From January 1 to April 26, 2019, 704 confirmed cases of measles have been reported in 22
states. This is the greatest number of cases reported in the U.S. since 1994 and since
measles was declared eliminated in 2000. These cases occurred primarily among
unvaccinated communities and are linked to travelers exposed to measles in countries with
ongoing outbreaks, such as Israel, Ukraine, and the Philippines. Since January 1, 2019, one
measles case has been reported in Missouri.
Given that ongoing measles transmission has not been identified in Missouri, the MMR
vaccine schedule recommendations have not changed at this time. There is no
recommendation from the Centers for Disease Control and Prevention (CDC) for
vaccination campaigns among adults or individuals in non-affected areas to prevent measles
outbreaks. One dose of measles, mumps, rubella (MMR) vaccine, or other presumptive
immunity, is sufficient for most U.S. adults born on or after 1957.
Measles is one of the most contagious of all infectious diseases; approximately 9 out of 10
susceptible persons with close contact to a measles patient will develop measles. The virus
is transmitted by direct contact with infectious droplets or by airborne spread when an
infected person breathes, coughs, or sneezes. Measles virus can remain infectious in the air
for up to two hours after an infected person leaves an area. Patients are considered to be
contagious from 4 days before until 4 days after the rash appears.
Healthcare providers should maintain a high index of suspicion for measles among febrile
patients with a rash consistent with measles. A typical measles rash appears on the forehead
or the back of the head, then spreads downward to the trunk and extremities over the next
three days. Patients of all ages with clinical signs/symptoms compatible with measles
(febrile rash plus cough, coryza, and/or conjunctivitis) should be asked about recent travel
and contact with returning travelers, or contact with someone with a febrile rash illness. It is
also important to verify the patient’s vaccination status. Individuals who have been
previously exposed to measles antigen may have a modified disease presentation. All
persons exposed to measles regardless of vaccination status should monitor for symptoms of
measles for the 21 days after the last exposure.
Persons who have been exposed to measles should contact their health care provider if they
develop cold-like symptoms with a fever and/or rash consistent with measles. They should
NOT go to any health care facility without calling first. Health care facilities referring a
patient should also contact the receiving facility in advance of the patient’s arrival to avoid
additional exposures. The suspect case should be kept separated from others to prevent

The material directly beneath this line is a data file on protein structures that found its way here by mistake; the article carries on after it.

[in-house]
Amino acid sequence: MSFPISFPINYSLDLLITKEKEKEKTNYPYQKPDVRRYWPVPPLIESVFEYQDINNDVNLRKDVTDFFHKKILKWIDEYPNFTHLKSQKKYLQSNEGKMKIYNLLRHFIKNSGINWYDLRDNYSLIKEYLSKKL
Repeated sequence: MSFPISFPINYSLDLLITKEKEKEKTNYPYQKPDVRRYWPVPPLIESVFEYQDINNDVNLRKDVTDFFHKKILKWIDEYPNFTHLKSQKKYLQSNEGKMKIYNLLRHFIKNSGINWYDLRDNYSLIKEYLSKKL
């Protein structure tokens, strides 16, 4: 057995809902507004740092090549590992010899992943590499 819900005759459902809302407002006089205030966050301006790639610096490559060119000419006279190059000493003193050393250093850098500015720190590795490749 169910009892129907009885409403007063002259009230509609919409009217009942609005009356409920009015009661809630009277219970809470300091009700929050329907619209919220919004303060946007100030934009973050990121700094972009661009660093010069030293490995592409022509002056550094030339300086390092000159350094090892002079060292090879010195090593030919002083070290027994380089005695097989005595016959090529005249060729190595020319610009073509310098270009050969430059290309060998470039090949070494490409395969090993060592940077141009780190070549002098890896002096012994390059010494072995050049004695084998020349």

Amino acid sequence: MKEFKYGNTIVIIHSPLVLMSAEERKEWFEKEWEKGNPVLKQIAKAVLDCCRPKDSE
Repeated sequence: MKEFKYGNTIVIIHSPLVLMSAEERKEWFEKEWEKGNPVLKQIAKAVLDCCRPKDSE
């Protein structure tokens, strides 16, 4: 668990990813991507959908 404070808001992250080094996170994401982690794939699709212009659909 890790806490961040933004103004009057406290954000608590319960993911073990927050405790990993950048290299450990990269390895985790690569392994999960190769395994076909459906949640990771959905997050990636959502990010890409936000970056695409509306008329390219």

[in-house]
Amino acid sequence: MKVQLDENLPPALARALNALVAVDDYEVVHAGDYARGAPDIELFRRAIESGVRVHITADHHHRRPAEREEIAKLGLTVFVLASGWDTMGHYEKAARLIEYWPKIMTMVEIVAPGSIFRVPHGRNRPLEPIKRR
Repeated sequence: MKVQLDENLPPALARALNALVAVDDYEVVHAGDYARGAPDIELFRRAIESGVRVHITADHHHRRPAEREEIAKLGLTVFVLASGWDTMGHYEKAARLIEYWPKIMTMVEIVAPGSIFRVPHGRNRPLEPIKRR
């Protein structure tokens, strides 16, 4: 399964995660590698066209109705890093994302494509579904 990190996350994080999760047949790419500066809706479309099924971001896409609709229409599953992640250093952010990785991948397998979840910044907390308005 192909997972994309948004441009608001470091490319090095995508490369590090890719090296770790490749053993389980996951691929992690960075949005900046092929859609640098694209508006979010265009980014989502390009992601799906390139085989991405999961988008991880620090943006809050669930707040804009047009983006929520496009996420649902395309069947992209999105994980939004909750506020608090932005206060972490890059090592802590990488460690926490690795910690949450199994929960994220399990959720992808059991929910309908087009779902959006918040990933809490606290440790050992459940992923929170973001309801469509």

further spread. Isolate suspect measles case-patients and immediately report suspected cases
to the local public health agency, or to DHSS at 573-751-6113 or 800-392-0272 (24/7). To
ensure prompt public health response, do not wait for laboratory confirmation.
The best way to stop the spread of measles is to be vaccinated. Two doses of MMR vaccine provides 97%
protection against the disease. One dose provides 93% protection.
The current general recommendations for MMR vaccination in areas not affected by measles outbreaks are:
For more detailed recommendations and contraindications for MMR vaccination, please see the References
The Missouri State Public Health Laboratory (MSPHL) provides laboratory support for the diagnosis of
measles infections occurring in Missouri. The MSPHL will only test specimens that are approved by state
public health officials. For questions regarding storage and shipping of all samples, please contact the MSPHL
Virology Unit at 573-751-3334.
Healthcare providers should obtain both a serum sample for IgM serology and a throat swab, nasopharyngeal
swab, or urine sample for RT-PCR molecular detection. Molecular samples should be collected along with
serum from patients suspected of having measles at first contact with them. See instructions for collection in
the References section.
Detection of measles RNA and measles virus isolation are most successful when samples are collected on the
first day of rash through the 3 days following onset of rash. Some patient samples may have detectable virus
up to 10 days post-rash onset. A negative RT-PCR result does not rule out measles because the test can be
affected by the timing of specimen collection and the quality and handling of the clinical specimens.
If the acute-phase serum sample is collected ≤ 3 days after rash onset and is negative, and the case
has a negative (or not done) result for RT-PCR, a second serum sample collected 3-10 days after
symptom onset is recommended because in some cases the IgM response is not detectable until 3
days after symptom onset.
Questions should be directed to DHSS’ Bureau of Communicable Disease Control and Prevention at 573-751-
6113 or 800-392-0272 (24/7).